Influenza replication structure revealed, making way for new antivirals

By The Science Advisory Board staff writers

November 7, 2022 -- Collaborative research between the University of Oxford and Diamond Light Source has revealed detailed influenza replication structures. The study, published November 3 in the journal Trends in Microbiology, furthers understanding of the virus' adaptation to different hosts, and may lead to new antiviral drugs.

Influenza can become pandemic when it jumps from animals to humans. The current influenza A viruses are likely the evolutionary progeny of the 1918 pandemic virus, which caused between 50 and 100 million deaths worldwide.

The new research is crucial to understanding how a cellular protein (ANP32A) partly accounts for host-jumping barriers. By studying which regions of the viral polymerase interact with ANP32A, the researchers determined that a mutation in avian influenza's polymerase may allow it to interact with human ANP32A and permit it to infect human hosts.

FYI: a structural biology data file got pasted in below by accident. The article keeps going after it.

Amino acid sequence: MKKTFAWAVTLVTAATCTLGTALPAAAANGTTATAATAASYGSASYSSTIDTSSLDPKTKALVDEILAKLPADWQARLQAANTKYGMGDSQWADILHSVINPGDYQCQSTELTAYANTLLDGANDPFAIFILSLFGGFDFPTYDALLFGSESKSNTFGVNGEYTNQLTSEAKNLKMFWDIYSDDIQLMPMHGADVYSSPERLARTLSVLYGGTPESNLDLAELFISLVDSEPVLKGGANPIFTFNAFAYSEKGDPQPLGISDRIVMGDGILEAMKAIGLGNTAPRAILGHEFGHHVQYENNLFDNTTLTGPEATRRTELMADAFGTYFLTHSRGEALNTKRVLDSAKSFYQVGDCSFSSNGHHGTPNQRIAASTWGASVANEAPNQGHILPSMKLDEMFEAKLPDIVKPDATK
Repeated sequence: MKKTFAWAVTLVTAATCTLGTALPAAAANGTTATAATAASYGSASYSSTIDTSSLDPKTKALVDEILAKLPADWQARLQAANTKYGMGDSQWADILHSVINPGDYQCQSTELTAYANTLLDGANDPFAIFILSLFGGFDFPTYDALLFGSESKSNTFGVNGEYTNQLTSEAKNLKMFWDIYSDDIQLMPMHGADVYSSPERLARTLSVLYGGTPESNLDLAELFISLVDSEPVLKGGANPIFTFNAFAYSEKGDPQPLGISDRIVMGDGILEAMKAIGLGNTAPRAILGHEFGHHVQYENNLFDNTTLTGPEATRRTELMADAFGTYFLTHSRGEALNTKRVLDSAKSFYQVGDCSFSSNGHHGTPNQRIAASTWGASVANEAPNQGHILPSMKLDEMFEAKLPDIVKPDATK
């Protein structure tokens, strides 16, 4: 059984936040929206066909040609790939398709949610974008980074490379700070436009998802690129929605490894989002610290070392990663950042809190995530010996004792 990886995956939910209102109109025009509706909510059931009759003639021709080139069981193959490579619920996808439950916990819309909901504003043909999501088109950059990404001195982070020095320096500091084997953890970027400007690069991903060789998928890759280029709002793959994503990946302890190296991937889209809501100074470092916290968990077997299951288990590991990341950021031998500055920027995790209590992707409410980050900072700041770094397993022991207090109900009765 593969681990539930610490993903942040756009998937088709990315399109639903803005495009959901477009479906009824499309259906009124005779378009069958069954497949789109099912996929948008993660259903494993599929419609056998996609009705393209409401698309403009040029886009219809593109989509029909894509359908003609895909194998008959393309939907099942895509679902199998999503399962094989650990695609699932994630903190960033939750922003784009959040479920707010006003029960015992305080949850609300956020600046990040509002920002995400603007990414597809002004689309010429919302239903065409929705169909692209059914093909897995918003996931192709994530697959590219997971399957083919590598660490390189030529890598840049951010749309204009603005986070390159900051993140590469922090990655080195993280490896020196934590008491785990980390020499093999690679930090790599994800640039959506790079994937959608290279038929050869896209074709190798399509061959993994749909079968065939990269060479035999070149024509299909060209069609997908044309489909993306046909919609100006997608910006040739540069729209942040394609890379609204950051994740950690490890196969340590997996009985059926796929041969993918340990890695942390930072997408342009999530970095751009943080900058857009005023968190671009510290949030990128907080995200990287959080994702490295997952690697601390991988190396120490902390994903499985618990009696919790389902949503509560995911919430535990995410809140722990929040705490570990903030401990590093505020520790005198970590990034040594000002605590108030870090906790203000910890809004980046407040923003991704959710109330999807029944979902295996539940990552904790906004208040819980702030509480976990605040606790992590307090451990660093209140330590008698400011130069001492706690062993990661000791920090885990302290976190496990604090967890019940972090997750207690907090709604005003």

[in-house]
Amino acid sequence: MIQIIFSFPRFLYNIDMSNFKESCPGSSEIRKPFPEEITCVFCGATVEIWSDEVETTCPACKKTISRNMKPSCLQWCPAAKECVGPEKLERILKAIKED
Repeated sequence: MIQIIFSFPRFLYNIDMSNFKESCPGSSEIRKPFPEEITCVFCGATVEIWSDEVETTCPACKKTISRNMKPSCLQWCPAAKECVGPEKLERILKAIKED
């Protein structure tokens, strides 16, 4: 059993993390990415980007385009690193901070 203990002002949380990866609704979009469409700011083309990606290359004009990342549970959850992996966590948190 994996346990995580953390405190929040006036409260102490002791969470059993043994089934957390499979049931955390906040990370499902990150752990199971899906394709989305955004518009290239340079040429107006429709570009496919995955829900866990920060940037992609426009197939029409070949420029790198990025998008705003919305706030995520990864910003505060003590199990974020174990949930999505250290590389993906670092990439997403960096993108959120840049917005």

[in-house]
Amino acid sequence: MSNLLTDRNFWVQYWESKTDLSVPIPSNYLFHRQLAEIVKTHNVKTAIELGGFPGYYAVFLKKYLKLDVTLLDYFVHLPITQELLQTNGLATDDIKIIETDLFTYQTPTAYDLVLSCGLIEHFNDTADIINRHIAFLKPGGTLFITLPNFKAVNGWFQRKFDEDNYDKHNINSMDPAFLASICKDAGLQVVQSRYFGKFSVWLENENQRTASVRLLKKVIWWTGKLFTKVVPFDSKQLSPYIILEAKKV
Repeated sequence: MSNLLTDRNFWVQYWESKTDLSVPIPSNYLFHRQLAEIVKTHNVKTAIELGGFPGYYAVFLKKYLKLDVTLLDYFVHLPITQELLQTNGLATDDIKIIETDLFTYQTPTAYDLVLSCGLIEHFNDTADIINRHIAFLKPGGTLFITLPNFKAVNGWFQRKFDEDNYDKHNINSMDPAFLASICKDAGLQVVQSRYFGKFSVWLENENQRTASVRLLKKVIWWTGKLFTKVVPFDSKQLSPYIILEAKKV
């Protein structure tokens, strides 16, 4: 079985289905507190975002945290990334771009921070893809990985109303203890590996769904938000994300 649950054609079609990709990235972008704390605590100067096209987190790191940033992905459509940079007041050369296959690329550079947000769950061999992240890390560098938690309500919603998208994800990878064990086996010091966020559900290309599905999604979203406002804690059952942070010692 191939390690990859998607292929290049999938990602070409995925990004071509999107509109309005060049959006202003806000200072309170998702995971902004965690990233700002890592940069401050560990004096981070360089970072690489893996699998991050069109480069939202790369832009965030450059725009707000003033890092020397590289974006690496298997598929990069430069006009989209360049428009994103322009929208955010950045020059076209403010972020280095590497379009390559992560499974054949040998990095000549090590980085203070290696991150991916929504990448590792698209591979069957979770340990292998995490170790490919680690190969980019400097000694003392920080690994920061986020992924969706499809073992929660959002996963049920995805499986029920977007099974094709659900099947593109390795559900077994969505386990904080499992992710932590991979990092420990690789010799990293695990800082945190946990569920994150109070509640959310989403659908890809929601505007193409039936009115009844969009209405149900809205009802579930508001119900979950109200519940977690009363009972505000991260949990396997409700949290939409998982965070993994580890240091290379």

The influenza virus stores its genes in RNA and the virus synthesizes its own RNA polymerase to replicate. Researchers found that the viral polymerase also regulates the timing of replication and transcription -- the first step in protein synthesis.

Researchers used x-ray crystallography, small angle x-ray scattering, and cryo-electron microscopy (cryo-EM) for structural characterization of the viral polymerase in near-atomic detail, revealing that the single polymerases pair together to form "dimers." They hypothesized that single RNA polymerases carry out transcription early in infection and switch to replication only after forming dimers, following the production of additional copies of the polymerase.

Cryo-EM revealed that one polymerase in the dimer replicates the viral genome while the other appropriates ANP32A to coat the newly formed RNA in viral proteins, sheltering it from immune detection.

"These studies help us to identify and validate targets for drug discovery," Ervin Fodor, PhD, Oxford virology professor and corresponding author, said in a statement.

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